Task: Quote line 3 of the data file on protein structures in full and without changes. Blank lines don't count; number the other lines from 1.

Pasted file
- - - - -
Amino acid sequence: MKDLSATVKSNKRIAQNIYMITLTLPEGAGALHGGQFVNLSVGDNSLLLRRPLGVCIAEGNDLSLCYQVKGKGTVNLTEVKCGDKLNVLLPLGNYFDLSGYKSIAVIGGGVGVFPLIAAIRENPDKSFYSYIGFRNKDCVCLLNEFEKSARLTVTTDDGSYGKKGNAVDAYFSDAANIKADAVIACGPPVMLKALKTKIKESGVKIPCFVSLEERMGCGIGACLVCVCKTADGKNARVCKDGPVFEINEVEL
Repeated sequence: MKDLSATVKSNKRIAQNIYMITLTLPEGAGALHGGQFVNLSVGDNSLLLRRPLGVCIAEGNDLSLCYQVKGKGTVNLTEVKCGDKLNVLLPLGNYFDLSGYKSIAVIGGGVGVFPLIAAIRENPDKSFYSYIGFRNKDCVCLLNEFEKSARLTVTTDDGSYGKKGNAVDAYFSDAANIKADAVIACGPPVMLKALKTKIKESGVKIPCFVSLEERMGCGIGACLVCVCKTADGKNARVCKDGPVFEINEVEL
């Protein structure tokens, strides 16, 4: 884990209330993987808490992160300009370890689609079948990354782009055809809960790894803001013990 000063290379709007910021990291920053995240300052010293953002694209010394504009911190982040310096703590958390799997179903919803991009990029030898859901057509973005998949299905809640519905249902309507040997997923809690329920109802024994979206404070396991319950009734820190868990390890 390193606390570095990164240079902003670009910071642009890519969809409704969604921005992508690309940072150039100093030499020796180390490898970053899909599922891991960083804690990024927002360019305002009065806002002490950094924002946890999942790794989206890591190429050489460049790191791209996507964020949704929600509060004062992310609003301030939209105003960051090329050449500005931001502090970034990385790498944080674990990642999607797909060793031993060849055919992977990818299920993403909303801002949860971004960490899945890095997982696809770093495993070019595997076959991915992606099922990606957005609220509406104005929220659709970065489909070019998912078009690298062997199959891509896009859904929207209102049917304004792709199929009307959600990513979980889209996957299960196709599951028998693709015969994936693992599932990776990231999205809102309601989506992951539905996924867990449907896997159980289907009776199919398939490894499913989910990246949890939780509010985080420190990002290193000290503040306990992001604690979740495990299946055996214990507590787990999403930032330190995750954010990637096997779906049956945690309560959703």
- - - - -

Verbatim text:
């Protein structure tokens, strides 16, 4: 884990209330993987808490992160300009370890689609079948990354782009055809809960790894803001013990 000063290379709007910021990291920053995240300052010293953002694209010394504009911190982040310096703590958390799997179903919803991009990029030898859901057509973005998949299905809640519905249902309507040997997923809690329920109802024994979206404070396991319950009734820190868990390890 390193606390570095990164240079902003670009910071642009890519969809409704969604921005992508690309940072150039100093030499020796180390490898970053899909599922891991960083804690990024927002360019305002009065806002002490950094924002946890999942790794989206890591190429050489460049790191791209996507964020949704929600509060004062992310609003301030939209105003960051090329050449500005931001502090970034990385790498944080674990990642999607797909060793031993060849055919992977990818299920993403909303801002949860971004960490899945890095997982696809770093495993070019595997076959991915992606099922990606957005609220509406104005929220659709970065489909070019998912078009690298062997199959891509896009859904929207209102049917304004792709199929009307959600990513979980889209996957299960196709599951028998693709015969994936693992599932990776990231999205809102309601989506992951539905996924867990449907896997159980289907009776199919398939490894499913989910990246949890939780509010985080420190990002290193000290503040306990992001604690979740495990299946055996214990507590787990999403930032330190995750954010990637096997779906049956945690309560959703």